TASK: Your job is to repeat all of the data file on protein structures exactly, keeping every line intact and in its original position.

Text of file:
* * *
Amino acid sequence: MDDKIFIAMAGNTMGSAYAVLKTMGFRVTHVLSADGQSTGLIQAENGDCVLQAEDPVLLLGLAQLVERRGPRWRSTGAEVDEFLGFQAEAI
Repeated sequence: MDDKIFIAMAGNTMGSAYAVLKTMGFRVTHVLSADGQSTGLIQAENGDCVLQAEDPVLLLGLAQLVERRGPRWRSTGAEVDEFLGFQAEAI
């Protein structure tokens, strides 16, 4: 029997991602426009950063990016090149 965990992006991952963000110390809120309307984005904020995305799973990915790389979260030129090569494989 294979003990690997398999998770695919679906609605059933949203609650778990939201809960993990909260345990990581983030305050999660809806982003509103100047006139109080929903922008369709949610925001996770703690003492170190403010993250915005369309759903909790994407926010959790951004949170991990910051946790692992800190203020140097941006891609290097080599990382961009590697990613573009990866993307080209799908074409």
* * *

Amino acid sequence: MDDKIFIAMAGNTMGSAYAVLKTMGFRVTHVLSADGQSTGLIQAENGDCVLQAEDPVLLLGLAQLVERRGPRWRSTGAEVDEFLGFQAEAI
Repeated sequence: MDDKIFIAMAGNTMGSAYAVLKTMGFRVTHVLSADGQSTGLIQAENGDCVLQAEDPVLLLGLAQLVERRGPRWRSTGAEVDEFLGFQAEAI
């Protein structure tokens, strides 16, 4: 029997991602426009950063990016090149 965990992006991952963000110390809120309307984005904020995305799973990915790389979260030129090569494989 294979003990690997398999998770695919679906609605059933949203609650778990939201809960993990909260345990990581983030305050999660809806982003509103100047006139109080929903922008369709949610925001996770703690003492170190403010993250915005369309759903909790994407926010959790951004949170991990910051946790692992800190203020140097941006891609290097080599990382961009590697990613573009990866993307080209799908074409």